R. Henry Migliore (Letters, Feb. 6) favors the installation of a light rail system that would connect Tulsa with points in the state's northeast corner.
Migliore assumes that enough people would be willing to ride on it to justify its cost. I don't know why. Look at Tulsa's experience with Metropolitan Tulsa Transit Authority buses. They're 75 percent empty 90 percent of the time -- and require federal subsidies to keep running.
What's needed is a system that gives people the convenience they want and that burns much less fuel than cars on the road. The only answer would be to increase the federally mandated fuel economy required of automobiles, which would be easily met if more used hybrid engines -- which would run as well on ethanol/gasoline blends as do standard engines. These cars use off-the-shelf technology and will allow that mandate to increase some 30 to 50 percent over present standards.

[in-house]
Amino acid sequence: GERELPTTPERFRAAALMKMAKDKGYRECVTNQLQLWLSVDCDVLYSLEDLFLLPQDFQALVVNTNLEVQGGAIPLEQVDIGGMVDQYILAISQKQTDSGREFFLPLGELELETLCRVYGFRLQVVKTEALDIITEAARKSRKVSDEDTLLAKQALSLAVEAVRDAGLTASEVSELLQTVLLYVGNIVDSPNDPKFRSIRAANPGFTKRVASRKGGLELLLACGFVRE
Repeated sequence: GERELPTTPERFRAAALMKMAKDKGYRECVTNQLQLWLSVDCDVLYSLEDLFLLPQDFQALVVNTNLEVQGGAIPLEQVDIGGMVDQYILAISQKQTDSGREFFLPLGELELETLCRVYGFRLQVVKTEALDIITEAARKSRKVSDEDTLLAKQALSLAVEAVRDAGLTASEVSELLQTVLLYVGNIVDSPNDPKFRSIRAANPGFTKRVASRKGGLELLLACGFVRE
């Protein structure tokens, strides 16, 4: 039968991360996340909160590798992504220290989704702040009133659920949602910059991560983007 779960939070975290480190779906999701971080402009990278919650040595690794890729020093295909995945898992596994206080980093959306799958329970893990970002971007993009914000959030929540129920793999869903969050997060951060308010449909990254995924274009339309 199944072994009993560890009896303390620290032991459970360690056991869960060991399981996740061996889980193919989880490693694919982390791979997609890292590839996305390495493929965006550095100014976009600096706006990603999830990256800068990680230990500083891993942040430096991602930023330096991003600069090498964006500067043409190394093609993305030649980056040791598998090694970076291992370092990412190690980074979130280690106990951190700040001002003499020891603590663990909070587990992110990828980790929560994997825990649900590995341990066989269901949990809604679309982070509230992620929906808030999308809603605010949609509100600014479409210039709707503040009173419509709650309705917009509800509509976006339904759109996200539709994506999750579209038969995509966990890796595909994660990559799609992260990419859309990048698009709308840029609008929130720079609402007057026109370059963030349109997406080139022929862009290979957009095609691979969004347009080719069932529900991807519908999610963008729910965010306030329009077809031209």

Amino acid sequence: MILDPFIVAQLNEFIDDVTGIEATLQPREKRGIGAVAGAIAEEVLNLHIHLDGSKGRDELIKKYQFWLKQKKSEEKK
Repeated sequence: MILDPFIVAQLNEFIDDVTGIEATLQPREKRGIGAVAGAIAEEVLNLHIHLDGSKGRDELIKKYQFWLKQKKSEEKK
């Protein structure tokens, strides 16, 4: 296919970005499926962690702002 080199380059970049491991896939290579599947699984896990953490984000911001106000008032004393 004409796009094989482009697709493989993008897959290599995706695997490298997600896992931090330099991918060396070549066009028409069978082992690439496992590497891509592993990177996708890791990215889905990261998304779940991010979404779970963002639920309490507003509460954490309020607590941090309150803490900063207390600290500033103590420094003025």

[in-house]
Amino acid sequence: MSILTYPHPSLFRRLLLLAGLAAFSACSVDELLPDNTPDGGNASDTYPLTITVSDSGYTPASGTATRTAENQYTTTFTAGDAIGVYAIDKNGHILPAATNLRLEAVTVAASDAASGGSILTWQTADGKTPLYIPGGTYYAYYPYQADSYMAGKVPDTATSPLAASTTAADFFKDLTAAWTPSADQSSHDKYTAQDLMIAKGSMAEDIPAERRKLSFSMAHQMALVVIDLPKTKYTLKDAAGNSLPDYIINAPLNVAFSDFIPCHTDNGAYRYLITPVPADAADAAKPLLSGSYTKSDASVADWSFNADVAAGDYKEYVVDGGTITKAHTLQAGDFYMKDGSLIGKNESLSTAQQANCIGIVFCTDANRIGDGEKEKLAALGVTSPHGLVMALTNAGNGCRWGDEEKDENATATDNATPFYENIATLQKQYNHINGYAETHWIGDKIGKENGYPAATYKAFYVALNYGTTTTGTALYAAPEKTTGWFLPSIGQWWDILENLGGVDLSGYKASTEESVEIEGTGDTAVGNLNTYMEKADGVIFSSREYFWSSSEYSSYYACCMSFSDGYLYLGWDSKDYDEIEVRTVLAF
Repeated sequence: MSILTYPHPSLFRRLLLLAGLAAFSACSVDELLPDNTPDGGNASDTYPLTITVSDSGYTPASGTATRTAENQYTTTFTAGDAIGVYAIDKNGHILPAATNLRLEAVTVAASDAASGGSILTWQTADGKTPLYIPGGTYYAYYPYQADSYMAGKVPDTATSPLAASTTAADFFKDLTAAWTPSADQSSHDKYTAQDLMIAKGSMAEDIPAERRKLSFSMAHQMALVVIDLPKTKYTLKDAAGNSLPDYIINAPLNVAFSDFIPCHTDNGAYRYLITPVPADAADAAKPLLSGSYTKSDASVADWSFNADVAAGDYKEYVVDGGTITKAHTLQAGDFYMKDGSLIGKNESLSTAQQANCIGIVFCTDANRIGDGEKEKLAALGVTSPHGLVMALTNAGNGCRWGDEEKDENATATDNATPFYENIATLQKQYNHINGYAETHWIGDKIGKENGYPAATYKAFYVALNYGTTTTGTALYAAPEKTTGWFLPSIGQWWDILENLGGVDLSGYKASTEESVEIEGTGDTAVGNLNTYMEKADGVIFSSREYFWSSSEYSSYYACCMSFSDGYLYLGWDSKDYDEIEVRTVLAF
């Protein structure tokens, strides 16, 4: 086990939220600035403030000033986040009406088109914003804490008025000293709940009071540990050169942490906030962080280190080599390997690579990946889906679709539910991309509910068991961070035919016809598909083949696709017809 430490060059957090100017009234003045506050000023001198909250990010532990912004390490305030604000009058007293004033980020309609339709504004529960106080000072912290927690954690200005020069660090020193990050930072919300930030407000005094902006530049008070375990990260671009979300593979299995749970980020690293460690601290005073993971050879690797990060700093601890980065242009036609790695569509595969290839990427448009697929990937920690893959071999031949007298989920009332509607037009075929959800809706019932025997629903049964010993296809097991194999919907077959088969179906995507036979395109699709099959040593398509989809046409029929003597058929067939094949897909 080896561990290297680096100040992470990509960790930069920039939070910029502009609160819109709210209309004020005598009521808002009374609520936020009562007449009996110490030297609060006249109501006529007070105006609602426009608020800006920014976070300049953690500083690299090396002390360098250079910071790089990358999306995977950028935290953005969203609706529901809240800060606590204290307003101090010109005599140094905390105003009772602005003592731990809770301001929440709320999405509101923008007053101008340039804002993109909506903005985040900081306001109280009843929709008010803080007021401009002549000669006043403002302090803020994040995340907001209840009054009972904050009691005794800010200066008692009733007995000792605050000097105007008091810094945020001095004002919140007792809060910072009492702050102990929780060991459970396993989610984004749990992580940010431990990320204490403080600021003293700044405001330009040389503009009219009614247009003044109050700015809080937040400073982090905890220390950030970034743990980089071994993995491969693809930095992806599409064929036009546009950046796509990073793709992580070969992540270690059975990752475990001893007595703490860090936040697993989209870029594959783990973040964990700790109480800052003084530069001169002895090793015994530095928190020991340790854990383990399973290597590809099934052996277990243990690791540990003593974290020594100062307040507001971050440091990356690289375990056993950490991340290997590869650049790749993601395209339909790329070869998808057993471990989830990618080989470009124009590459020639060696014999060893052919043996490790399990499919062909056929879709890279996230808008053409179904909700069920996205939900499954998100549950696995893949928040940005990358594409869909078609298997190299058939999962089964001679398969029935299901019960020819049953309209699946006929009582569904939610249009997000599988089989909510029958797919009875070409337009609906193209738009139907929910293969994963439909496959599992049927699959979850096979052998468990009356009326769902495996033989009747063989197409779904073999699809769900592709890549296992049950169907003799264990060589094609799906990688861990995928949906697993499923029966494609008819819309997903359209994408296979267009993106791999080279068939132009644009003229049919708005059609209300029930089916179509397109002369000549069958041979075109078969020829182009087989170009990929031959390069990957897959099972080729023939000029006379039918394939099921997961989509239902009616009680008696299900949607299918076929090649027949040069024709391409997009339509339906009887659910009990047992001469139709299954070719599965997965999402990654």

Another fuel matter that needs more attention is the production of oil from bio-waste. "Oil From Anything" in the May 2003 Discover Magazine details a process that inventors claim will produce ordinary petroleum from anything that contains carbon -- with the exceptions of spent nuclear reactor control rods and carbon-alloy metals. That means literally billions of tons of the nation's trash that's now being buried could be processed to produce large amounts of oil.
Joseph H. Garrett, Broken Arrow
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